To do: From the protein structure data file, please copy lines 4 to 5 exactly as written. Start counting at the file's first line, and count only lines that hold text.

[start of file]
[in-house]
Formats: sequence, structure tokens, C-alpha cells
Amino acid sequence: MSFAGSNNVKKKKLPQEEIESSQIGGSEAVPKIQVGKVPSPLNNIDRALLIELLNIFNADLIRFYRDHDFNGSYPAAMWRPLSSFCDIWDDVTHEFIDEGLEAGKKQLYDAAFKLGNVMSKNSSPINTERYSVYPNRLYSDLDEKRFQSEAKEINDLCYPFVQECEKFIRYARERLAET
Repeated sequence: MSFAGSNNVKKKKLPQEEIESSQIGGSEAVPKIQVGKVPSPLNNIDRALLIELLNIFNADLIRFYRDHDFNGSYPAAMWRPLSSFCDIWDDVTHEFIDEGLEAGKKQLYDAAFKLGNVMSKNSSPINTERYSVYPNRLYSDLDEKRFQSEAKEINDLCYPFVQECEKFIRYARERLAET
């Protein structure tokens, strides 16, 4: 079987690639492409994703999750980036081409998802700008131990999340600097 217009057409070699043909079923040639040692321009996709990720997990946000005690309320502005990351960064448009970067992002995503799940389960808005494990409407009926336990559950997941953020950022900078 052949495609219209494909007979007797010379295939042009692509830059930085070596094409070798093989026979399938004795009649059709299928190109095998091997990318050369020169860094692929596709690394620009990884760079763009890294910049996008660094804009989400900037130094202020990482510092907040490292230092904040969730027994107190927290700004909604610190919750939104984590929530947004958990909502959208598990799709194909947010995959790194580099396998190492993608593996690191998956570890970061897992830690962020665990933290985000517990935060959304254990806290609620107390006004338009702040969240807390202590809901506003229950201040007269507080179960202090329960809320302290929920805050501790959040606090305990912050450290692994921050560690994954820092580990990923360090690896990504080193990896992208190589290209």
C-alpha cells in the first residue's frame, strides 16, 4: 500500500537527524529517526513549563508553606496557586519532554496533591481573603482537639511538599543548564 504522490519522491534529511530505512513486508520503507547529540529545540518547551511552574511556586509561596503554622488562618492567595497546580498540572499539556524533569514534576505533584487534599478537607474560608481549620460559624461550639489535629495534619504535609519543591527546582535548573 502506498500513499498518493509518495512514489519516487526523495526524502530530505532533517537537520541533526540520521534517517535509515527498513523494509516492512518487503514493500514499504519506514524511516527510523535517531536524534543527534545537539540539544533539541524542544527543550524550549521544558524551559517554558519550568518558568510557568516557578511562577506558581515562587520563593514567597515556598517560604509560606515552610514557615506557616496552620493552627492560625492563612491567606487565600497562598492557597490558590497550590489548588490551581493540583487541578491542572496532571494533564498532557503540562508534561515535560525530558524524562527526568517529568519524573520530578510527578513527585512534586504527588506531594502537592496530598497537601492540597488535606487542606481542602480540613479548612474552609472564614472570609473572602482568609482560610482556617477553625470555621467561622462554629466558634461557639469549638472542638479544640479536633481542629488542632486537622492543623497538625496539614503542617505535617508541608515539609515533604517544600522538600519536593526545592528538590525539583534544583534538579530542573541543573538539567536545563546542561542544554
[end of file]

Repeated sequence: MSFAGSNNVKKKKLPQEEIESSQIGGSEAVPKIQVGKVPSPLNNIDRALLIELLNIFNADLIRFYRDHDFNGSYPAAMWRPLSSFCDIWDDVTHEFIDEGLEAGKKQLYDAAFKLGNVMSKNSSPINTERYSVYPNRLYSDLDEKRFQSEAKEINDLCYPFVQECEKFIRYARERLAET
């Protein structure tokens, strides 16, 4: 079987690639492409994703999750980036081409998802700008131990999340600097 217009057409070699043909079923040639040692321009996709990720997990946000005690309320502005990351960064448009970067992002995503799940389960808005494990409407009926336990559950997941953020950022900078 052949495609219209494909007979007797010379295939042009692509830059930085070596094409070798093989026979399938004795009649059709299928190109095998091997990318050369020169860094692929596709690394620009990884760079763009890294910049996008660094804009989400900037130094202020990482510092907040490292230092904040969730027994107190927290700004909604610190919750939104984590929530947004958990909502959208598990799709194909947010995959790194580099396998190492993608593996690191998956570890970061897992830690962020665990933290985000517990935060959304254990806290609620107390006004338009702040969240807390202590809901506003229950201040007269507080179960202090329960809320302290929920805050501790959040606090305990912050450290692994921050560690994954820092580990990923360090690896990504080193990896992208190589290209």